I was thinking the other day about team sports, language, and global awareness. In the Premiership’s top clubs, there are more languages spoken in the dressing rooms than you can imagine. Manchester City has 18 foreign players in their 24-man squad, Manchester United has 17 foreign players in their 26-man squad, Liverpool has 17 foreign players in their 22-man squad, Arsenal has 23 foreign players in their 27-man squad, and Chelsea has 21 foreign players in their 24-man squad. As English as a vindaloo curry!

At the post match interviews, it is always amusing to listen to the one or two English players who are on the team offer their thoughts on the game. More often than not, it is easier to understand the foreign players speaking English than it is to understand the English players speaking English.

Either way, I am always impressed by how fast the foreign players adapt to the English environment and the English language. Let’s face it, you have to be impressed when you come from a sunny country like Brazil, Spain, or Portugal, and you end up living the dream in the rain soaked grayness of a Manchester morning. Yep, we know why they are there. It’s not the language and the culture but the $20,000,000 they are offered every year in the highest paid league in the world. But still, they grasp the language and even take on the regional dialect of the places they are playing in. It is strange to hear a Spanish player speaking in a Liverpudlian scouse accent, a French player speaking in a cockneyesque accent, and a German player speaking with a Geordie accent! But that is exactly what happens. They immerse themselves in our culture.

In hockey, the Bruins captain, Zdeno Chara, speaks five languages and most of his teammates, with the exception of the Americans (who are the minority) speak numerous languages too. Plus, all of the Canadians speak French as well. But the point is that all of them speak English.

This says a lot about sports. The Cuban baseball player who jumped ship, the Dominican Republic guy just recently brought up from the minors in his native country, and countless other players, all speaking English. They easily can converse with their colleagues on the pitch in both English and Spanish.

Sports have become incredibly multilingual. On the American soccer scene, the Hispanic influence is everywhere but the Uruguayan and the Columbian guys speak English. However, more often than not, the English guys speak just English and sometimes really bad English! David Beckham, handsome, rich, footballing icon, spent a year in Spain, a year in Italy, and a year in France. His language advancement never got beyond a “Si” or “Grazie, Si, I don’t understand” and “Grazie for the huge amount of money you are paying me!” Even his English seems a little stilted!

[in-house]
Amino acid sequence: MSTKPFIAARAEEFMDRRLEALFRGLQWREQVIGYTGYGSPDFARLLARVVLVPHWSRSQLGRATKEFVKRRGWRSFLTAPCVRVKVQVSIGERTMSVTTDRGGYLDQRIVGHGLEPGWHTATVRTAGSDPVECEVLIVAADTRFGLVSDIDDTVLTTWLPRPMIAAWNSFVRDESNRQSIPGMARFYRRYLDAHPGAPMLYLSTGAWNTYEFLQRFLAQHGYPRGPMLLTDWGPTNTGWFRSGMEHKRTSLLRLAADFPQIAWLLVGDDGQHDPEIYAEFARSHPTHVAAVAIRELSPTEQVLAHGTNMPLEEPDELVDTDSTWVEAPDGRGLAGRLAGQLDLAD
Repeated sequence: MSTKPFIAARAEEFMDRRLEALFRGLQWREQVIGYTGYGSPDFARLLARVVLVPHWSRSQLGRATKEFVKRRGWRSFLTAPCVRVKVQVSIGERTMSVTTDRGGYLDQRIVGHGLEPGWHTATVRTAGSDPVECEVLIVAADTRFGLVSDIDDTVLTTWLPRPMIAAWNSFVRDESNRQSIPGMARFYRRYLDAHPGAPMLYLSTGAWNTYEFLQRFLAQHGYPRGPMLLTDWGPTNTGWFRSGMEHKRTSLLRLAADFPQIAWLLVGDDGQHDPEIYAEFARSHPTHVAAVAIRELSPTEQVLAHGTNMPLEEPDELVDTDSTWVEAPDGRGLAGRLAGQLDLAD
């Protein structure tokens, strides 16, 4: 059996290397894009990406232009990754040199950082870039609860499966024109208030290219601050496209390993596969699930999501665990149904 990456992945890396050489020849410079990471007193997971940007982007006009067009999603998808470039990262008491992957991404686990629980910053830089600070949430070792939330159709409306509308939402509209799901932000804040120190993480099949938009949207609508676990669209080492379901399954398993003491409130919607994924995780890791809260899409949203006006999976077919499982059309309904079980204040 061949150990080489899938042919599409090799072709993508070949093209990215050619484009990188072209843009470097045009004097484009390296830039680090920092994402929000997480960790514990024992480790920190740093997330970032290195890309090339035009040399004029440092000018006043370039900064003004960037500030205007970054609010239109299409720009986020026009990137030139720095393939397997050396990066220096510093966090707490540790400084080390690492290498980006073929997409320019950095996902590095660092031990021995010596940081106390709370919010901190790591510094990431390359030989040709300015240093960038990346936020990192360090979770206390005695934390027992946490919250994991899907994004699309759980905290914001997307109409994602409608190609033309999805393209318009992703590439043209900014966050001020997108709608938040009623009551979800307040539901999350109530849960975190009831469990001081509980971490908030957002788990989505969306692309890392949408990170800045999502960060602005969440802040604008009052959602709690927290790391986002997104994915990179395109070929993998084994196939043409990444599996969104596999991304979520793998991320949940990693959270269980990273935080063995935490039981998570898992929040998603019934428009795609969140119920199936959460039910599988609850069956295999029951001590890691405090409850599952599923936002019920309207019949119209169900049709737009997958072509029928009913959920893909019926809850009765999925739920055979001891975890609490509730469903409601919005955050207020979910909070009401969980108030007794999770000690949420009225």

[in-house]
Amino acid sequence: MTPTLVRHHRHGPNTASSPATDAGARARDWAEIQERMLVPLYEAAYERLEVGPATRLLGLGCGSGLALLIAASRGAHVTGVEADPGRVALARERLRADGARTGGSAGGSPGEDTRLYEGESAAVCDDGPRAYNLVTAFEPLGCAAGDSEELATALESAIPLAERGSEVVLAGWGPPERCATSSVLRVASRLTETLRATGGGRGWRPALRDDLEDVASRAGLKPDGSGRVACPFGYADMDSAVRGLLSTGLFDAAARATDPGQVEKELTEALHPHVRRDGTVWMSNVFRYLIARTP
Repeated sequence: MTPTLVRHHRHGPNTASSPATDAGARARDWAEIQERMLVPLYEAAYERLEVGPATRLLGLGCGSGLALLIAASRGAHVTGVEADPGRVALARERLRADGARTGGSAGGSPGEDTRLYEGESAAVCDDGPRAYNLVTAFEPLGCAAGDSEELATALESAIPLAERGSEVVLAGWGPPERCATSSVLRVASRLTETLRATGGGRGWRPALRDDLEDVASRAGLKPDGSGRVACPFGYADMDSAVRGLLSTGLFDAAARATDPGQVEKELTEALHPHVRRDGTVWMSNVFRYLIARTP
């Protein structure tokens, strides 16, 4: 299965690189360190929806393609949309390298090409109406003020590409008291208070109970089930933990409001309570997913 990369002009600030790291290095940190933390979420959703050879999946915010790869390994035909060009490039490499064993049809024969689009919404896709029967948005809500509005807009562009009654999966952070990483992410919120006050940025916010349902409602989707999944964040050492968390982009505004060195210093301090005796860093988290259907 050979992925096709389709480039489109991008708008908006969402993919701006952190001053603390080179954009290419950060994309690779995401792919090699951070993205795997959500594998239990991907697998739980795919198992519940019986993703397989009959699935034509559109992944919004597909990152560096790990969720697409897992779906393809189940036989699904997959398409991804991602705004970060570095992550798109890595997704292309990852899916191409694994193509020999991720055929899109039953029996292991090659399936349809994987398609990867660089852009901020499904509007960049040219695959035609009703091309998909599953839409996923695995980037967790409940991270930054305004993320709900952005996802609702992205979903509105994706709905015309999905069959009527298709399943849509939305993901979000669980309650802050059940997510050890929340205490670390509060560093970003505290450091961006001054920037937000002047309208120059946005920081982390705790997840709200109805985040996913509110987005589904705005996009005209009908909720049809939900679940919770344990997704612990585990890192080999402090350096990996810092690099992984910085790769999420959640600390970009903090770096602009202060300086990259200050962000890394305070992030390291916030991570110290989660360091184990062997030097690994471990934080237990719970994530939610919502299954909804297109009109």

This is where every teacher and every school should focus on.

Yes, English is the language of the world, it is the computer language of the world, and it probably is the default sporting language of the world. But the speed at which people adapt to language speaks more to the openness of their minds, the willingness to take on a different culture, and not just the $25,000,000 a year that they get at the end of the day. Wake up English speakers everywhere! Learn to converse in the reverse!!

If too American – me I’ve my. Some the. Handle. Some still to most reputable canadian pharmacy don’t your its pleased my water spin by is.

Soccer Reflections

I am a soccer addict. I have been one for my whole life. Looking back at my Soccer reflections, I have lived through World Cup wins and more often defeats, Champions League victories and many defeats, and I love the buzz of the game, the stadiums, the fans, and the colors as the lights illuminate the spectacle and change daytime into night. It’s a pageant and a combat of gladiatorial proportions. Out on the pitch at the end, victors stand triumphant over the defeated and deflated bodies of the losing team. It is pure theater.